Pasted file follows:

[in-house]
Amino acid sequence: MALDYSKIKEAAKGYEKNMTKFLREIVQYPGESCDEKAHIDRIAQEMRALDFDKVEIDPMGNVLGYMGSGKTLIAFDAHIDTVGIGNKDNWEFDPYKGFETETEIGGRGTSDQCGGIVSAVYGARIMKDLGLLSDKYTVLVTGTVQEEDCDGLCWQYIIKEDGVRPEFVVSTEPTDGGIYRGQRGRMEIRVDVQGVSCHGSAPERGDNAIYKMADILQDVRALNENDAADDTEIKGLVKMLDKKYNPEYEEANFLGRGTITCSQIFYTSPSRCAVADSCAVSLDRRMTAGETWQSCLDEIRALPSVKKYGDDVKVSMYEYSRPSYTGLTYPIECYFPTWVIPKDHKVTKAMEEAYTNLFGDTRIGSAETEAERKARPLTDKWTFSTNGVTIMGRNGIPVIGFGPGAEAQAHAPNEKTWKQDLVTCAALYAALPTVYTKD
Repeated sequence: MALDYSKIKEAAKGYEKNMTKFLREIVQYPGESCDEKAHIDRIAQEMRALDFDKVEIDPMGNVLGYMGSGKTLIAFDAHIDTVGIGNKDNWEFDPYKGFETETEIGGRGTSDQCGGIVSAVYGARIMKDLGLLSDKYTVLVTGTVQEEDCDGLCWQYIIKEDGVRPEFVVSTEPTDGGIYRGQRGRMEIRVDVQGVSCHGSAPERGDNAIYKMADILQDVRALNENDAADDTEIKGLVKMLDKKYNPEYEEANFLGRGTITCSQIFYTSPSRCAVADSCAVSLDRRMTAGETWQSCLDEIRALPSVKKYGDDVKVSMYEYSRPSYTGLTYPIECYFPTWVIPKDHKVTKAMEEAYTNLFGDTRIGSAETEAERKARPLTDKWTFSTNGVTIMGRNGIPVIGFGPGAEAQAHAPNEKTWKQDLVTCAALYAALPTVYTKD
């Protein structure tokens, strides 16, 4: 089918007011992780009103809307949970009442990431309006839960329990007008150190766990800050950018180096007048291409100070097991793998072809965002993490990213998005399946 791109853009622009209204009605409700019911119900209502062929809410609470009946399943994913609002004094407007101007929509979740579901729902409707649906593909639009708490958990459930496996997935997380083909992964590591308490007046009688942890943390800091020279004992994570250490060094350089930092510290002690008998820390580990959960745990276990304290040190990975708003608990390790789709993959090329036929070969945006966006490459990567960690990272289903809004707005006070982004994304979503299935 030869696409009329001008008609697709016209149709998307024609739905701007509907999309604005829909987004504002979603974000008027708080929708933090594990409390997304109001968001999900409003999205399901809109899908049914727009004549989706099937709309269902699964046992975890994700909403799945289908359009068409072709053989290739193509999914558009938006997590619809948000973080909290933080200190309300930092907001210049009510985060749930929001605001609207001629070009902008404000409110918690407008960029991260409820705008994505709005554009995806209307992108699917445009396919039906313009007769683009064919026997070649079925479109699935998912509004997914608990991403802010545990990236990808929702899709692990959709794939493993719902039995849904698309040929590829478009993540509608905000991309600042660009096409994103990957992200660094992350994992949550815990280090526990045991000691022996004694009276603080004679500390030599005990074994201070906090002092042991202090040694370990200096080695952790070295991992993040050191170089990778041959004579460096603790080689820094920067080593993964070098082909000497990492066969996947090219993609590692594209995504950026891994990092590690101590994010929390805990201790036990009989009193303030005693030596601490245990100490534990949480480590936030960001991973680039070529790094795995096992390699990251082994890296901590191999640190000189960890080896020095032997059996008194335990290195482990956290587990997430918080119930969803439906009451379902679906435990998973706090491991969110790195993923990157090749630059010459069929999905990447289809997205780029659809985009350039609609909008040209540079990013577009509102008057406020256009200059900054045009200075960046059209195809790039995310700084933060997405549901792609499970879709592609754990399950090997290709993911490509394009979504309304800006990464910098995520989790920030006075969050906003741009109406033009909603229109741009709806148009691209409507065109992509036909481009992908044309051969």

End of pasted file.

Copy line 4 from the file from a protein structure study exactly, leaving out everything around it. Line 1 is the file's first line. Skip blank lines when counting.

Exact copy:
């Protein structure tokens, strides 16, 4: 089918007011992780009103809307949970009442990431309006839960329990007008150190766990800050950018180096007048291409100070097991793998072809965002993490990213998005399946 791109853009622009209204009605409700019911119900209502062929809410609470009946399943994913609002004094407007101007929509979740579901729902409707649906593909639009708490958990459930496996997935997380083909992964590591308490007046009688942890943390800091020279004992994570250490060094350089930092510290002690008998820390580990959960745990276990304290040190990975708003608990390790789709993959090329036929070969945006966006490459990567960690990272289903809004707005006070982004994304979503299935 030869696409009329001008008609697709016209149709998307024609739905701007509907999309604005829909987004504002979603974000008027708080929708933090594990409390997304109001968001999900409003999205399901809109899908049914727009004549989706099937709309269902699964046992975890994700909403799945289908359009068409072709053989290739193509999914558009938006997590619809948000973080909290933080200190309300930092907001210049009510985060749930929001605001609207001629070009902008404000409110918690407008960029991260409820705008994505709005554009995806209307992108699917445009396919039906313009007769683009064919026997070649079925479109699935998912509004997914608990991403802010545990990236990808929702899709692990959709794939493993719902039995849904698309040929590829478009993540509608905000991309600042660009096409994103990957992200660094992350994992949550815990280090526990045991000691022996004694009276603080004679500390030599005990074994201070906090002092042991202090040694370990200096080695952790070295991992993040050191170089990778041959004579460096603790080689820094920067080593993964070098082909000497990492066969996947090219993609590692594209995504950026891994990092590690101590994010929390805990201790036990009989009193303030005693030596601490245990100490534990949480480590936030960001991973680039070529790094795995096992390699990251082994890296901590191999640190000189960890080896020095032997059996008194335990290195482990956290587990997430918080119930969803439906009451379902679906435990998973706090491991969110790195993923990157090749630059010459069929999905990447289809997205780029659809985009350039609609909008040209540079990013577009509102008057406020256009200059900054045009200075960046059209195809790039995310700084933060997405549901792609499970879709592609754990399950090997290709993911490509394009979504309304800006990464910098995520989790920030006075969050906003741009109406033009909603229109741009709806148009691209409507065109992509036909481009992908044309051969």